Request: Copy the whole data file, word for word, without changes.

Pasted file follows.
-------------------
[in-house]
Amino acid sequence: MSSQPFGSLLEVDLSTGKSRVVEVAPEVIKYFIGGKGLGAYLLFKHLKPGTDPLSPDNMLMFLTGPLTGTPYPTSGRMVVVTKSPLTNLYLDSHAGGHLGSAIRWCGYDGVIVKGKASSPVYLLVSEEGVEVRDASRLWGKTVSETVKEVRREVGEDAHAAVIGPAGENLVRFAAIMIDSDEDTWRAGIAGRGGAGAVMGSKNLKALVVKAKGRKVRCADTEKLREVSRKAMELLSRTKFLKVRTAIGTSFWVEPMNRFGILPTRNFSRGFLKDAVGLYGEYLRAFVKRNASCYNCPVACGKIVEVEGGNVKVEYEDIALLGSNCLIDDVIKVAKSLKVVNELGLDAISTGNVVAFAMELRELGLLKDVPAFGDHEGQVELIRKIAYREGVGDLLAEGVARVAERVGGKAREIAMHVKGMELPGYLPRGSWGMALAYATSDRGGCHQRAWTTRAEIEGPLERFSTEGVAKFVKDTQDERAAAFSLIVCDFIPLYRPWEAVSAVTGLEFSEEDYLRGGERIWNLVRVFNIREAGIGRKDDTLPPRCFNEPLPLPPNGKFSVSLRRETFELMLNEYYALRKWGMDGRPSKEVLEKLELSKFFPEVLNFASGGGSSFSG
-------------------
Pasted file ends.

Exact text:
[in-house]
Amino acid sequence: MSSQPFGSLLEVDLSTGKSRVVEVAPEVIKYFIGGKGLGAYLLFKHLKPGTDPLSPDNMLMFLTGPLTGTPYPTSGRMVVVTKSPLTNLYLDSHAGGHLGSAIRWCGYDGVIVKGKASSPVYLLVSEEGVEVRDASRLWGKTVSETVKEVRREVGEDAHAAVIGPAGENLVRFAAIMIDSDEDTWRAGIAGRGGAGAVMGSKNLKALVVKAKGRKVRCADTEKLREVSRKAMELLSRTKFLKVRTAIGTSFWVEPMNRFGILPTRNFSRGFLKDAVGLYGEYLRAFVKRNASCYNCPVACGKIVEVEGGNVKVEYEDIALLGSNCLIDDVIKVAKSLKVVNELGLDAISTGNVVAFAMELRELGLLKDVPAFGDHEGQVELIRKIAYREGVGDLLAEGVARVAERVGGKAREIAMHVKGMELPGYLPRGSWGMALAYATSDRGGCHQRAWTTRAEIEGPLERFSTEGVAKFVKDTQDERAAAFSLIVCDFIPLYRPWEAVSAVTGLEFSEEDYLRGGERIWNLVRVFNIREAGIGRKDDTLPPRCFNEPLPLPPNGKFSVSLRRETFELMLNEYYALRKWGMDGRPSKEVLEKLELSKFFPEVLNFASGGGSSFSG